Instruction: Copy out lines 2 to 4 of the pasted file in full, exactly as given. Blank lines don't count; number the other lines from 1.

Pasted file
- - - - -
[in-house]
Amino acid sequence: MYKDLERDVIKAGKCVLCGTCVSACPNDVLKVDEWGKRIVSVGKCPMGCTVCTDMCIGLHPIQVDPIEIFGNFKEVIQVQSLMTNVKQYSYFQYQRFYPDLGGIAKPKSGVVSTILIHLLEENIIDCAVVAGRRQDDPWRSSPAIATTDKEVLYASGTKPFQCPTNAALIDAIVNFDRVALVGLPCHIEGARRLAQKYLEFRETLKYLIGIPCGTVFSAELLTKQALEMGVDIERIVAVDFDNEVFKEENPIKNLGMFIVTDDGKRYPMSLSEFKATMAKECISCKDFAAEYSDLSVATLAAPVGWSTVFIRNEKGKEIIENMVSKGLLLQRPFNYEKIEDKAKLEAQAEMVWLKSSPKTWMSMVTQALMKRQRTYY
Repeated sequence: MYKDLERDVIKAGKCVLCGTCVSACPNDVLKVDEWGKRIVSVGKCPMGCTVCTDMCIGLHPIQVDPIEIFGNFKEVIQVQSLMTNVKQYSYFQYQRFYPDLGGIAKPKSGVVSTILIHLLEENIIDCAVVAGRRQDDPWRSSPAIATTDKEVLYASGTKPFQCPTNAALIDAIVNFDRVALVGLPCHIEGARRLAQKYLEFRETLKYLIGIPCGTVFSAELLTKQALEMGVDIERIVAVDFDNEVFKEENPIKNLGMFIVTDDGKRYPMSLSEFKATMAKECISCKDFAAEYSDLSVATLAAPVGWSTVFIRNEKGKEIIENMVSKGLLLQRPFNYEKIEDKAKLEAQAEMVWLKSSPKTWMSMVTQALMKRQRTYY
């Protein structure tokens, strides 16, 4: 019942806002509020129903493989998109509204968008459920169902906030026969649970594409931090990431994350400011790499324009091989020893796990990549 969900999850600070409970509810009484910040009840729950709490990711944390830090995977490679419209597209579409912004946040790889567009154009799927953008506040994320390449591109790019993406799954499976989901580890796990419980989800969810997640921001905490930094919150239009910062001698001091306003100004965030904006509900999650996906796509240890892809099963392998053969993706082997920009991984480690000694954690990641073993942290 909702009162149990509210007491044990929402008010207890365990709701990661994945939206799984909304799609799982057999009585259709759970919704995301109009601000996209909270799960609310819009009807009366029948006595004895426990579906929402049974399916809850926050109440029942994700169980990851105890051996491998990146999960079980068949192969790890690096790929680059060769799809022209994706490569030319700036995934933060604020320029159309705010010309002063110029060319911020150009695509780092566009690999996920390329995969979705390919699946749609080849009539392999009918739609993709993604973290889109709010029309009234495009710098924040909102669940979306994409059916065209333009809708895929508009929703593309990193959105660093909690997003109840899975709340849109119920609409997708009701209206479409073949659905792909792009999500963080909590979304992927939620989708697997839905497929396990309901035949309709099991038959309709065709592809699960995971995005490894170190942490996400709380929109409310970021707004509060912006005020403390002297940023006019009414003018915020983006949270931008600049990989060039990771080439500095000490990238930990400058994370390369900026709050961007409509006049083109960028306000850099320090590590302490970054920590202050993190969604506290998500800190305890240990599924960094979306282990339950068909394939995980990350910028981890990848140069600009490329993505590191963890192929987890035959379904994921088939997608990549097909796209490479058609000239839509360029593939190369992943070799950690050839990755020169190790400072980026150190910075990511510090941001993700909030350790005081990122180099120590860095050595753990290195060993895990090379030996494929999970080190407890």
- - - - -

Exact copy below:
Amino acid sequence: MYKDLERDVIKAGKCVLCGTCVSACPNDVLKVDEWGKRIVSVGKCPMGCTVCTDMCIGLHPIQVDPIEIFGNFKEVIQVQSLMTNVKQYSYFQYQRFYPDLGGIAKPKSGVVSTILIHLLEENIIDCAVVAGRRQDDPWRSSPAIATTDKEVLYASGTKPFQCPTNAALIDAIVNFDRVALVGLPCHIEGARRLAQKYLEFRETLKYLIGIPCGTVFSAELLTKQALEMGVDIERIVAVDFDNEVFKEENPIKNLGMFIVTDDGKRYPMSLSEFKATMAKECISCKDFAAEYSDLSVATLAAPVGWSTVFIRNEKGKEIIENMVSKGLLLQRPFNYEKIEDKAKLEAQAEMVWLKSSPKTWMSMVTQALMKRQRTYY
Repeated sequence: MYKDLERDVIKAGKCVLCGTCVSACPNDVLKVDEWGKRIVSVGKCPMGCTVCTDMCIGLHPIQVDPIEIFGNFKEVIQVQSLMTNVKQYSYFQYQRFYPDLGGIAKPKSGVVSTILIHLLEENIIDCAVVAGRRQDDPWRSSPAIATTDKEVLYASGTKPFQCPTNAALIDAIVNFDRVALVGLPCHIEGARRLAQKYLEFRETLKYLIGIPCGTVFSAELLTKQALEMGVDIERIVAVDFDNEVFKEENPIKNLGMFIVTDDGKRYPMSLSEFKATMAKECISCKDFAAEYSDLSVATLAAPVGWSTVFIRNEKGKEIIENMVSKGLLLQRPFNYEKIEDKAKLEAQAEMVWLKSSPKTWMSMVTQALMKRQRTYY
């Protein structure tokens, strides 16, 4: 019942806002509020129903493989998109509204968008459920169902906030026969649970594409931090990431994350400011790499324009091989020893796990990549 969900999850600070409970509810009484910040009840729950709490990711944390830090995977490679419209597209579409912004946040790889567009154009799927953008506040994320390449591109790019993406799954499976989901580890796990419980989800969810997640921001905490930094919150239009910062001698001091306003100004965030904006509900999650996906796509240890892809099963392998053969993706082997920009991984480690000694954690990641073993942290 909702009162149990509210007491044990929402008010207890365990709701990661994945939206799984909304799609799982057999009585259709759970919704995301109009601000996209909270799960609310819009009807009366029948006595004895426990579906929402049974399916809850926050109440029942994700169980990851105890051996491998990146999960079980068949192969790890690096790929680059060769799809022209994706490569030319700036995934933060604020320029159309705010010309002063110029060319911020150009695509780092566009690999996920390329995969979705390919699946749609080849009539392999009918739609993709993604973290889109709010029309009234495009710098924040909102669940979306994409059916065209333009809708895929508009929703593309990193959105660093909690997003109840899975709340849109119920609409997708009701209206479409073949659905792909792009999500963080909590979304992927939620989708697997839905497929396990309901035949309709099991038959309709065709592809699960995971995005490894170190942490996400709380929109409310970021707004509060912006005020403390002297940023006019009414003018915020983006949270931008600049990989060039990771080439500095000490990238930990400058994370390369900026709050961007409509006049083109960028306000850099320090590590302490970054920590202050993190969604506290998500800190305890240990599924960094979306282990339950068909394939995980990350910028981890990848140069600009490329993505590191963890192929987890035959379904994921088939997608990549097909796209490479058609000239839509360029593939190369992943070799950690050839990755020169190790400072980026150190910075990511510090941001993700909030350790005081990122180099120590860095050595753990290195060993895990090379030996494929999970080190407890």